Food and farming. Archaeological evidence in this matter is meagre before the Christian era, and depends at its earliest stages on the study of plant pollen. Cereal grains--oats, barley, wheat--were an important part of the diet. Sheep, goats, and swine were also raised for food and leather (and in the case of sheep and goats, milk and wool or hair). Cattle, however, were the most important domestic animals, with milk and other dairy products furnishing very important staple foods. Meat from cattle was also important, but the absence of refrigeration made the slaughtering of a large animal a more occasional matter. Hides, too, were an important byproduct. There is little mention of chickens in the earliest legal texts (Edwards 59), and in general the importance of domestic fowl and eggs in the diet of the time is unclear. The potato was unknown in Ireland until it was brought back from South America at a much later time.

It is difficult to determine how much of a role hunting played in the food supply. At higher social levels, hunting was definitely a sport and a test of skill; one can speculate that the hunting of small animals and wildfowl was an important supplement to the diet of the lower classes, but there is little proof of this. Cattle were the measure of wealth in pre-Christian and early-Christian Ireland. The importance of cattle not only economically but also in terms of status is central to the greatest of Irish epics, The Cattle Raid of Cúailnge. Horses and ponies, though not generally raised for food, were raised in large numbers for racing and battle, and for transportation and light hauling. They were not generally used for heavy hauling or plowing because the horse collar was unknown in Ireland until near the end of the first millenium a.d.

Implements, armor, clothing, artwork:

Agricultural implements. The first light wooden plough or ard may have appeared in Ireland during the late Bronze age (Edwards 60). This was incapable of doing more than scratching the surface of the soil and required an elaborate process of cross-ploughing to prepare the soil. Sometime during the iron age, the blade of this plough would have been sheathed with iron. Sometime during the early medieval period, a plough with an iron-sheathed blade and coulter was introduced, probably from Roman Britain. The coulter was a narrow, vertically mounted blade that sliced the soil in front of the heavier plough-share and reduced the effort of ploughing. Sometime shortly after the introduction of the coulter plough, a wooden mould-board was added to the top of the plough-share. The mould-board turns the soil as it is cut and makes cross-ploughing unnecessary, resulting in a considerable saving in time and energy.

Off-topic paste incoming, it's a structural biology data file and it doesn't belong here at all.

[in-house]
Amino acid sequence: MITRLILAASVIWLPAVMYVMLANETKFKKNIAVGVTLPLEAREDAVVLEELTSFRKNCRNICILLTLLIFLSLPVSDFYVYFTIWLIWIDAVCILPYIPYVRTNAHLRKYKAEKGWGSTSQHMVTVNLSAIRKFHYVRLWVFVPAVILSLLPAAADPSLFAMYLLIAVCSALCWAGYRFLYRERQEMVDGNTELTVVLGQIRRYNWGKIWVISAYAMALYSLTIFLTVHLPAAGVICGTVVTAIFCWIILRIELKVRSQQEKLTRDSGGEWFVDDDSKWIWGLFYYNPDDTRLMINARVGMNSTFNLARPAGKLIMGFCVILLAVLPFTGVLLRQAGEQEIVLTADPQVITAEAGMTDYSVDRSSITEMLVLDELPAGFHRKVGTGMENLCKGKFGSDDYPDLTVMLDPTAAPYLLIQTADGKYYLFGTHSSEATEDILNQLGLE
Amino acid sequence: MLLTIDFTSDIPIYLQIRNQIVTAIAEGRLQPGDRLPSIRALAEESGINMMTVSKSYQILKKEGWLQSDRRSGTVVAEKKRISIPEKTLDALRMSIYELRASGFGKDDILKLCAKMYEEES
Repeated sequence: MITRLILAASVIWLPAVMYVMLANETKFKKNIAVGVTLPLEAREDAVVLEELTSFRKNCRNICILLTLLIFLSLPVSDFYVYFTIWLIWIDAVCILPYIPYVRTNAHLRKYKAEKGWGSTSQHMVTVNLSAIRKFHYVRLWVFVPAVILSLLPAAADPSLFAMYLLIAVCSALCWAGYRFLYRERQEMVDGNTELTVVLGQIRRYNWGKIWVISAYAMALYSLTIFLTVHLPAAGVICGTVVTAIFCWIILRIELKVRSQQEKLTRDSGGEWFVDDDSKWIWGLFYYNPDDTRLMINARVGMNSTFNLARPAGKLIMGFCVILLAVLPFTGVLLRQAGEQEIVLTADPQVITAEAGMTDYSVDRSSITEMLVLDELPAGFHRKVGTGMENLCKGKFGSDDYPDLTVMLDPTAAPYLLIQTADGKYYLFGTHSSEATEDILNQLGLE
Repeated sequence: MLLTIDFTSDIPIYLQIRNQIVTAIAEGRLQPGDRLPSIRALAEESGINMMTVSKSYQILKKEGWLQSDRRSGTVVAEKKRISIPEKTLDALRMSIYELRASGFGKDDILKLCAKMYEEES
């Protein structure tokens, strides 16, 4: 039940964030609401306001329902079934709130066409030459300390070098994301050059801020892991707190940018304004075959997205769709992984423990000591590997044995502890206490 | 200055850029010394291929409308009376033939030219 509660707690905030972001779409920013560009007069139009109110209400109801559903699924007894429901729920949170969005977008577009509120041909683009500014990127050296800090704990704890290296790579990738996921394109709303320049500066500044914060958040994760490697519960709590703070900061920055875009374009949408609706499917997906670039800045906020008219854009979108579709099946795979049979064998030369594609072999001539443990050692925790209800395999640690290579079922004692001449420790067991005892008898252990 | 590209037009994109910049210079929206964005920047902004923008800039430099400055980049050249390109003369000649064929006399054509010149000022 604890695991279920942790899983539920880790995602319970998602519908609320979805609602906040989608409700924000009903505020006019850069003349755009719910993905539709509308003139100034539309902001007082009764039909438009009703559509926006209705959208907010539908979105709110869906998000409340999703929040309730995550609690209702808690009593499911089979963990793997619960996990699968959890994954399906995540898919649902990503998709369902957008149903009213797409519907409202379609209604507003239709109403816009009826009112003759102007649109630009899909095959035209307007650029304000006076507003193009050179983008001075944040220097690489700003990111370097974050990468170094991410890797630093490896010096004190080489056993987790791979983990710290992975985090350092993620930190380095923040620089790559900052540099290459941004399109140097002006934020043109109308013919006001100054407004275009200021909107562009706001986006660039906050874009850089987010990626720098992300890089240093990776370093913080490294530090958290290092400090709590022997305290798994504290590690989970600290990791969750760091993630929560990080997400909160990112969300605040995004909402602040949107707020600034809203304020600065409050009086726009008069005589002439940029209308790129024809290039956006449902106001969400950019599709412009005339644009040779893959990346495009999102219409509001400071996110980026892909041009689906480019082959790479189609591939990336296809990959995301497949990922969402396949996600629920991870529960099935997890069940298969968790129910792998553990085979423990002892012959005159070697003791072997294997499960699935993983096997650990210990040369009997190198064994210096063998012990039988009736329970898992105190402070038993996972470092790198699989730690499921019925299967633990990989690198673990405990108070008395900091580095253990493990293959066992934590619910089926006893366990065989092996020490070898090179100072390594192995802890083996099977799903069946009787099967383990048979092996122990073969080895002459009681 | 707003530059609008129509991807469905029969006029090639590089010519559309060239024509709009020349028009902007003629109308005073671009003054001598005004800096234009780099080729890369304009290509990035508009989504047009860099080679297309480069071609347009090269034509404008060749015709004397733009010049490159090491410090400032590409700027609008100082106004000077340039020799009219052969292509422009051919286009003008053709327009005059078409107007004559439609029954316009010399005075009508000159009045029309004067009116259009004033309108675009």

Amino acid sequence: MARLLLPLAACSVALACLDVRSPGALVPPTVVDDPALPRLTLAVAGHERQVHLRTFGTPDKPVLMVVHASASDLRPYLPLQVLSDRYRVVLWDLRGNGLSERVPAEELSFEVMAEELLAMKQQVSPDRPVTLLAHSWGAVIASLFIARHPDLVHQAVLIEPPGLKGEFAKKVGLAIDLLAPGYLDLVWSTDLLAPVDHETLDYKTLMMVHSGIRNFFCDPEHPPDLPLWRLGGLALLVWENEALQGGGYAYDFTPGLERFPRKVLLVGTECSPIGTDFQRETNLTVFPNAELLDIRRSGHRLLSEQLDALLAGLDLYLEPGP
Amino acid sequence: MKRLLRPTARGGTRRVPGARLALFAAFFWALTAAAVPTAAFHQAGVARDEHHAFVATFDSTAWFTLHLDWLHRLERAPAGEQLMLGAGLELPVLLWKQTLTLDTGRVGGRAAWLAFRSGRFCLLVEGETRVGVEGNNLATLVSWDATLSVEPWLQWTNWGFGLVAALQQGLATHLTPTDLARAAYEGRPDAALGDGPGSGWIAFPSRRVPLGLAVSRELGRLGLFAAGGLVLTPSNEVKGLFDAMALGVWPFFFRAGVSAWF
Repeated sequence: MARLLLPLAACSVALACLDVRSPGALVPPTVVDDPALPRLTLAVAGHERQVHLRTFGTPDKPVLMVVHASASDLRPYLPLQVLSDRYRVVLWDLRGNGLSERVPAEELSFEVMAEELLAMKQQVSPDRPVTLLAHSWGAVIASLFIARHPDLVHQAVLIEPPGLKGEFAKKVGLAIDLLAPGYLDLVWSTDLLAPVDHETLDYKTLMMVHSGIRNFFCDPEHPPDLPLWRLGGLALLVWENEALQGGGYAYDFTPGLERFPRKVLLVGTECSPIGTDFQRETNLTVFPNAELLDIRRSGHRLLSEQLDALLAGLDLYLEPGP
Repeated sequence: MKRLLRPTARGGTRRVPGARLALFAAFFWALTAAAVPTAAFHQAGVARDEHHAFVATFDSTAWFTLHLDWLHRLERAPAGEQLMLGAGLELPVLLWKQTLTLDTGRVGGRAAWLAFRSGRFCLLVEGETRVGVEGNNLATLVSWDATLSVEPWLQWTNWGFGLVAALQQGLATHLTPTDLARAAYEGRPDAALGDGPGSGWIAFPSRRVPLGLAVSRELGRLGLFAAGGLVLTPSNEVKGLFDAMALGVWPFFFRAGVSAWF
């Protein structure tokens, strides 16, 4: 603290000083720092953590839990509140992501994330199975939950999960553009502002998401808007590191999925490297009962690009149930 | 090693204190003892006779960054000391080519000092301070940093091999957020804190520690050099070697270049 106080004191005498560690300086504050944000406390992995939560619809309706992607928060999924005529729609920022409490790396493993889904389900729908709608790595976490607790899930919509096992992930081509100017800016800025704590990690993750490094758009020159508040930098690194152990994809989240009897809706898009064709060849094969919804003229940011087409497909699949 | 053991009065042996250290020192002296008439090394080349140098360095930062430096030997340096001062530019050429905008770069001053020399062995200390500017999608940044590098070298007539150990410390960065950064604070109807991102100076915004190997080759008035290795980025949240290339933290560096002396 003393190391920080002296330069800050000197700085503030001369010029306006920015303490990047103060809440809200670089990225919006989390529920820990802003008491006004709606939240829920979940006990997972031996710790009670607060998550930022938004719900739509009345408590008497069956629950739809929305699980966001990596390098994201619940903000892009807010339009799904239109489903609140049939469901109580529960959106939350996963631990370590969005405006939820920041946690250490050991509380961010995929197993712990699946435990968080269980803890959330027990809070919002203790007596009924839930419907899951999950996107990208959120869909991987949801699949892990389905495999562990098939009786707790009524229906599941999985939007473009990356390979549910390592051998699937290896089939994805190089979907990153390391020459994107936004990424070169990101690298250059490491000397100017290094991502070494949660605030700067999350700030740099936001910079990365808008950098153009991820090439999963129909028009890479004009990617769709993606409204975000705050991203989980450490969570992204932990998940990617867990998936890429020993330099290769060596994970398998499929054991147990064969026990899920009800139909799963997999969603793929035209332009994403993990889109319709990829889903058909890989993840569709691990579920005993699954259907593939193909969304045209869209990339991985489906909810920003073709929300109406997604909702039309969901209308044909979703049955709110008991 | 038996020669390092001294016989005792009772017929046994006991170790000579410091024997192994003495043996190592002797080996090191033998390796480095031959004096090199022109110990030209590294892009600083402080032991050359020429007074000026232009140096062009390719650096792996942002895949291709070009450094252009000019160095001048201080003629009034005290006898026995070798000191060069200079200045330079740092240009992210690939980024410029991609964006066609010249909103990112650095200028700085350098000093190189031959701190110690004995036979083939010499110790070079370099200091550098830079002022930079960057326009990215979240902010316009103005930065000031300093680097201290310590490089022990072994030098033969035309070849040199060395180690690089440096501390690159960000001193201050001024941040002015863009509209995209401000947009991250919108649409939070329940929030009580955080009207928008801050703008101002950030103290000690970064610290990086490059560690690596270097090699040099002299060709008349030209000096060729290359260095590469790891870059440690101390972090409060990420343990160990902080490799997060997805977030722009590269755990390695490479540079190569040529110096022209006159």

Besides iron-based hand tools and domestic implements of various sorts (ladles, pins, needles, punches, saws, etc.), a most significant innovation (during the seventh century a.d.) was the introduction of the horizontal water-mill, which made the milling of grain a much less labor- intensive process.

Pottery and glass. There is little evidence of domestic pottery before the seventh or eighth centuries (Edwards 74). This souterrain ware (so called because of its frequent presence in fragmented form in the souterrains of ring-forts) was hand made, pots being built up from clay coils rather than being thrown on a wheel. Little ornamentation was used. Imported pottery can be dated no earlier than the fifth century. Much of this, particularly the amphorae and other containers, undoubtedly contained substances such as wine or oil when imported. These imports came from as far away as the eastern mediterranean, some of the pottery being of Turkish origin. Glass was used principally for ornaments such as beads and bangles. Most of the glass made in Ireland was recycled from broken imported objects.

Armor. Irish warriors were only lightly protected. They carried a small round shield, probably made of wood and hide, with a metal boss or knob at its center. According to The Tain, they also wore body armor of stiffened hide and a "crested battle helmet" (Kinsella 148-150). It is unclear if this battle helmet was also of leather or contained metal. In any case, this is a description of the armor of an exceptional man; it is unlikely that the ordinary soldier would have had even this sort of protection. Chariot horses apparently were covered with a blanket of metal plates (Kinsella 147). Ordinary soldiers carried metal-tipped lances or spears while the aristocrats carried short swords (less than two feet in length) for use in personal combat. After the Viking invasions began, the Irish adopted the longer, heavier slashing sword used by the Vikings.